THE Judiciary paid over K2 million in form of salaries and allowances to 74 employees who were no longer working for the institution, says the latest Auditor General’s Report.
According to the Auditor General’s Report on the Accounts of Parastatal Bodies and other statutory institutions for the financial year ended December 31, 2018, this payment was contrary to terms and conditions of service for the public sector which required that such employees were to be removed from the payroll with effect from the date of resignation, dismissal or discharge.
“A review of personal files and other documents revealed that 74 officers in various stations, who had either resigned or dismissed and whose contracts were terminated, were paid basic salaries and other allowances in amounts totalling K2,120,330 as at 31st December, 2018. This was contrary to terms and conditions of service for the public service, which requires that such employees are terminated from the payroll with effect from the date of resignation, dismissal or discharge. As at 31st December, 2019, the irregularly paid amounts had not been recovered leading to possible loss of public funds,” read the report.
“Contrary to Public Service Management Division Circular No. B21 of 2018, Section 5, allowances in amounts totalling K1,172,300 were paid to 115 retirees during the financial year ended 31st December, 2018, who were retained on government payroll. As at 31st December, 2019, the allowances had not been recovered.”
The Report also revealed that the Judiciary paid 73 officers amounts totalling K447,693 in terms of hardship allowances, which they were not entitled to.
“Contrary to Public Service Management Division Circular No. B2 of 2010 and the Public Service Terms and Conditions of Service, 73 officers were paid remote and rural hardship allowances in amounts totalling K447,693 despite not being entitled to the allowances. This resulted in loss of funds to government by paying allowances to officers who were not entitled,” read the Report.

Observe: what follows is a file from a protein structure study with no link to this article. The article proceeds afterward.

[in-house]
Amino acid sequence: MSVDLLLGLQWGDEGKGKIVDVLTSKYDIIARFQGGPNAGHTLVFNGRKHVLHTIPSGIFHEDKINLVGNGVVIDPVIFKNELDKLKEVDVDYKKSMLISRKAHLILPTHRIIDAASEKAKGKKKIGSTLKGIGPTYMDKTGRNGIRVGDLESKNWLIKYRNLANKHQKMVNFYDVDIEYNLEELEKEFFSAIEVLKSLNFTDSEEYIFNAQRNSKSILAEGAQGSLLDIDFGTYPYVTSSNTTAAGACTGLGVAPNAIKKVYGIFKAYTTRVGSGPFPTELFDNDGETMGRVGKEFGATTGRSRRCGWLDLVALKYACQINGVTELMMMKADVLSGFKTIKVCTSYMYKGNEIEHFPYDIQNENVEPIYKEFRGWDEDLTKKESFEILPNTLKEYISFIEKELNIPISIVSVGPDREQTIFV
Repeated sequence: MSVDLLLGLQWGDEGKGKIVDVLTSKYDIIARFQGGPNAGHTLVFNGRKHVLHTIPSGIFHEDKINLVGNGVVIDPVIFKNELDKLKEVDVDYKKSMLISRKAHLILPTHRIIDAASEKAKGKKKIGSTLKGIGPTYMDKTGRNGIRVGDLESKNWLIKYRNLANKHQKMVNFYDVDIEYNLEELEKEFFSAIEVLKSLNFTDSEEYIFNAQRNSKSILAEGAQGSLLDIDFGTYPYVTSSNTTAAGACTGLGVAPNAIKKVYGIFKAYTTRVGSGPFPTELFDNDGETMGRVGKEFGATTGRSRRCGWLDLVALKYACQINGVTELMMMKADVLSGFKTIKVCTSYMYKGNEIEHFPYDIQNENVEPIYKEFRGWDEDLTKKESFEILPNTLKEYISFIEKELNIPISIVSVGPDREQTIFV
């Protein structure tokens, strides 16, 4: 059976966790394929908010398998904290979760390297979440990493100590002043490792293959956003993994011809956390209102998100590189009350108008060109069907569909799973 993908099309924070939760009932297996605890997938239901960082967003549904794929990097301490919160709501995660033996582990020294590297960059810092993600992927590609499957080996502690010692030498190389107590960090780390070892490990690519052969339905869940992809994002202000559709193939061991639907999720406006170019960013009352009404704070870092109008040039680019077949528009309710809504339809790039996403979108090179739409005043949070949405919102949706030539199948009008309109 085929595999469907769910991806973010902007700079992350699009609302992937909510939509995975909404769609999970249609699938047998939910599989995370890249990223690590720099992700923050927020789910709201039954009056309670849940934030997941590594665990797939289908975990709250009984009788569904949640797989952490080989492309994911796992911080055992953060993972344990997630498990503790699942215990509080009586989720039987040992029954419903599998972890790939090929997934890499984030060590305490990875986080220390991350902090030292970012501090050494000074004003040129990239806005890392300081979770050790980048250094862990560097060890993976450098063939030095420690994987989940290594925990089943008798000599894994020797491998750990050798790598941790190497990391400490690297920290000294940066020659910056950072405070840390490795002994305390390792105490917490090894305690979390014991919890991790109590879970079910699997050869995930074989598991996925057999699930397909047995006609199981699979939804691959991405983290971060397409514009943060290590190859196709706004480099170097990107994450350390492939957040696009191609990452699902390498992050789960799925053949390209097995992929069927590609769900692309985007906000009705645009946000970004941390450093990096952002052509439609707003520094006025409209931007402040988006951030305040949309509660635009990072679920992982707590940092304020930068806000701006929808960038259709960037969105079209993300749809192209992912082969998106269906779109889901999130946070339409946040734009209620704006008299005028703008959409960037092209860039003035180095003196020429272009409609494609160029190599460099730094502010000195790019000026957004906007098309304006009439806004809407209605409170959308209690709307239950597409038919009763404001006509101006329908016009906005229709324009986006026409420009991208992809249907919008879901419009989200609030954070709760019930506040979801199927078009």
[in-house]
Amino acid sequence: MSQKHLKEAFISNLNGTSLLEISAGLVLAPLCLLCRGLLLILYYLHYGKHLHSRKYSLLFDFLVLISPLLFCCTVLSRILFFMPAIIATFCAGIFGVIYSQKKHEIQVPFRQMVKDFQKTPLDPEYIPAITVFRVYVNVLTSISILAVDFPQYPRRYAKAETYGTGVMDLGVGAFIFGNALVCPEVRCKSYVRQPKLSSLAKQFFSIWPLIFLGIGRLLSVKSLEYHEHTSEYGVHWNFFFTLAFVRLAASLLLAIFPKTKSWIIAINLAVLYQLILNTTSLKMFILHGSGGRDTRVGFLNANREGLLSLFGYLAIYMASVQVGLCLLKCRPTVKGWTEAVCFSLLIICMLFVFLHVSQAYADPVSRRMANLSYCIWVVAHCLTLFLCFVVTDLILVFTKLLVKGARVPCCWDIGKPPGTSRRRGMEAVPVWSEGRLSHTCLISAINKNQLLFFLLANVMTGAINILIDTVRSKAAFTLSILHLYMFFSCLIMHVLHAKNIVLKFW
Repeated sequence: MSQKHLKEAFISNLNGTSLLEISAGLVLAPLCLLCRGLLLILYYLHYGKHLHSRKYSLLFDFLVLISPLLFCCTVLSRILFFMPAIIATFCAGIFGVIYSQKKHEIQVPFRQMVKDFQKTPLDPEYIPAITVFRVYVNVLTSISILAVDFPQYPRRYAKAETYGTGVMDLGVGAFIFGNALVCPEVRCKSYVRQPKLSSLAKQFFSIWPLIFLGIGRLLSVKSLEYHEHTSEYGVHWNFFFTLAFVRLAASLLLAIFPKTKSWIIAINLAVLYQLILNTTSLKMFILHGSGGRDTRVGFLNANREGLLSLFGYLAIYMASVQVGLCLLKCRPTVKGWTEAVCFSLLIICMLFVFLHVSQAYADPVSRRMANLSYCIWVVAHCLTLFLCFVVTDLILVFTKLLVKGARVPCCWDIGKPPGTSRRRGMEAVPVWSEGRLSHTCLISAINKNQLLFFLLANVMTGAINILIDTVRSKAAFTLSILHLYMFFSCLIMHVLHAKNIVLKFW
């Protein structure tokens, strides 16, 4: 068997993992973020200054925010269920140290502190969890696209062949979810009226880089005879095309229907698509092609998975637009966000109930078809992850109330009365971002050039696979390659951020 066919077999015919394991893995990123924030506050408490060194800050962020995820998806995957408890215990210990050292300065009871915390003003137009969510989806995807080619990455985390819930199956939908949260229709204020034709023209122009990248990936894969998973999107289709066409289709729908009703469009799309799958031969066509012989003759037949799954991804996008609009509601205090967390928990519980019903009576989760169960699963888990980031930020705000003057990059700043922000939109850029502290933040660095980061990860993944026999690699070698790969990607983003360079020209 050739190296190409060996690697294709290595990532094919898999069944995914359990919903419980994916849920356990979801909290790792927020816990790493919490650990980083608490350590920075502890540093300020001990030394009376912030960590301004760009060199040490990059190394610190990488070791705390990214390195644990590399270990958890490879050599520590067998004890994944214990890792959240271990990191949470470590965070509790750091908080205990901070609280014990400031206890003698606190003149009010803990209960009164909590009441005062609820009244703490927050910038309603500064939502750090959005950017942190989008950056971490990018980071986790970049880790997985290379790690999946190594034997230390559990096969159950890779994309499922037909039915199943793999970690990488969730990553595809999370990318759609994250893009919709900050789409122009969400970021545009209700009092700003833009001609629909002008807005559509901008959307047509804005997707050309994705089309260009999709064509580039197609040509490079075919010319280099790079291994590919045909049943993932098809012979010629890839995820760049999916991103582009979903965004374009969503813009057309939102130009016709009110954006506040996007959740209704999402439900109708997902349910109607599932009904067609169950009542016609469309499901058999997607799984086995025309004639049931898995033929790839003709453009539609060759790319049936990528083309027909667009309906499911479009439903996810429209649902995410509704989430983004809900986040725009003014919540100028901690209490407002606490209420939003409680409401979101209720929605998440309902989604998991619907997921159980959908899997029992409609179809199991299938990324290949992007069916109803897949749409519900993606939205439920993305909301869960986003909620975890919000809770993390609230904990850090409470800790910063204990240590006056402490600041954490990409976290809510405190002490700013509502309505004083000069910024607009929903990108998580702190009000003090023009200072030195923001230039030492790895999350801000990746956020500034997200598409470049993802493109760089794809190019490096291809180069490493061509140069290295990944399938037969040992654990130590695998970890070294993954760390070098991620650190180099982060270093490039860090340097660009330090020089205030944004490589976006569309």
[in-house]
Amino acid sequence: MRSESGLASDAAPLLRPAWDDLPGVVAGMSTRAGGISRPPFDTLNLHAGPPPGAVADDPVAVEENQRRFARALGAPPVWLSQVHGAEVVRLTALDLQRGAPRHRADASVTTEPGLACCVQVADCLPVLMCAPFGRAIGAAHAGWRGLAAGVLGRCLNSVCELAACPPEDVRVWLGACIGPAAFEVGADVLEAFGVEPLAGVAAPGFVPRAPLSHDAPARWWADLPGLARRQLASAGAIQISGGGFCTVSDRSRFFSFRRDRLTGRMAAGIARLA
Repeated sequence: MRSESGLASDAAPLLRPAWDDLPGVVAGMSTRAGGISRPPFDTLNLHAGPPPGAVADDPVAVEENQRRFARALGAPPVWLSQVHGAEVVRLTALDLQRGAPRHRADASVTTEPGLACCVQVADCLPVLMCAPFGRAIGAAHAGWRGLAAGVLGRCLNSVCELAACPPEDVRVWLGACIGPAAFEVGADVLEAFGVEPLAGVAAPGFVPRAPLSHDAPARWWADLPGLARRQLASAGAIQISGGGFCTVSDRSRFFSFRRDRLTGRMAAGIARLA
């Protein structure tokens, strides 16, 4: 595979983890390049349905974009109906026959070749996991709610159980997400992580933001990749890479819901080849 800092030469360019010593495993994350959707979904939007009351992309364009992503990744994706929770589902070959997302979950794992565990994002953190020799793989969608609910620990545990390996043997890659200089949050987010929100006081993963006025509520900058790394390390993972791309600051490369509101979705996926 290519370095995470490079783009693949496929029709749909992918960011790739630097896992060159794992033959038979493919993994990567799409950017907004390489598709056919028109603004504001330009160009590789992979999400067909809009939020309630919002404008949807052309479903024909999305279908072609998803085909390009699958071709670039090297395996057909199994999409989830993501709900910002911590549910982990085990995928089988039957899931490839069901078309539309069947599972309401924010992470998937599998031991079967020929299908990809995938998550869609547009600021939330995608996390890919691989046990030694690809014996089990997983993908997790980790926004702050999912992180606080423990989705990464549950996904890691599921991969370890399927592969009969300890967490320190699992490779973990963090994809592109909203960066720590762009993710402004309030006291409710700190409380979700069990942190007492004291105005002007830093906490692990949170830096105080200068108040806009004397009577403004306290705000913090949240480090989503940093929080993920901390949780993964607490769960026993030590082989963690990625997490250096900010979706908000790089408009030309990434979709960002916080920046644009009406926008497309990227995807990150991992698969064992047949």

It equally revealed that the Judiciary further processed 77 payment vouchers in amounts totalling K230,584, which were not supported with any official documentation.
“Contrary to Financial Regulation Nos. 45 and 52, 77 payment vouchers in amounts totalling K230,584 processed at four stations during the period under review were not supported with documentation, such as receipts, invoices and Local Purchase Orders,” read the Report.
It further disclosed that the Judiciary also had an infrastructure deficit of 510 court rooms and 1,781 judges’ chambers.
“According to the establishment, the Judiciary was supposed to have 1,157 court rooms and 3,505 judges’ chambers countrywide. However, it was observed that the Judiciary only had a total of 647 court rooms and 1,724 judges’ chambers, resulting in a total deficit of 510 and 1,781 court rooms and judges’ chambers, respectively,” read the report.
“During the period under review, the Judiciary had a total of 529 local courts across the country out of which 123 were not operational as they were either dilapidated or lacked water reticulation or sanitation.”